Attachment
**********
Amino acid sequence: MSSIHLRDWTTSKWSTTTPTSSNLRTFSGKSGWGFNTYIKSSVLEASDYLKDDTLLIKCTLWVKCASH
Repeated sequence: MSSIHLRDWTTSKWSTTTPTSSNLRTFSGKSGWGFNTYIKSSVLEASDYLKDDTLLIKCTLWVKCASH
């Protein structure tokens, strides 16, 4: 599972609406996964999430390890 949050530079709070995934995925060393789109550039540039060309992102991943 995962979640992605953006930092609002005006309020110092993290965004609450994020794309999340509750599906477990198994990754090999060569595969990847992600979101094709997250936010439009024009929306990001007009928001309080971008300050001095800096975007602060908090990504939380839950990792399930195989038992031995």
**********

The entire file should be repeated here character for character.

Amino acid sequence: MSSIHLRDWTTSKWSTTTPTSSNLRTFSGKSGWGFNTYIKSSVLEASDYLKDDTLLIKCTLWVKCASH
Repeated sequence: MSSIHLRDWTTSKWSTTTPTSSNLRTFSGKSGWGFNTYIKSSVLEASDYLKDDTLLIKCTLWVKCASH
């Protein structure tokens, strides 16, 4: 599972609406996964999430390890 949050530079709070995934995925060393789109550039540039060309992102991943 995962979640992605953006930092609002005006309020110092993290965004609450994020794309999340509750599906477990198994990754090999060569595969990847992600979101094709997250936010439009024009929306990001007009928001309080971008300050001095800096975007602060908090990504939380839950990792399930195989038992031995």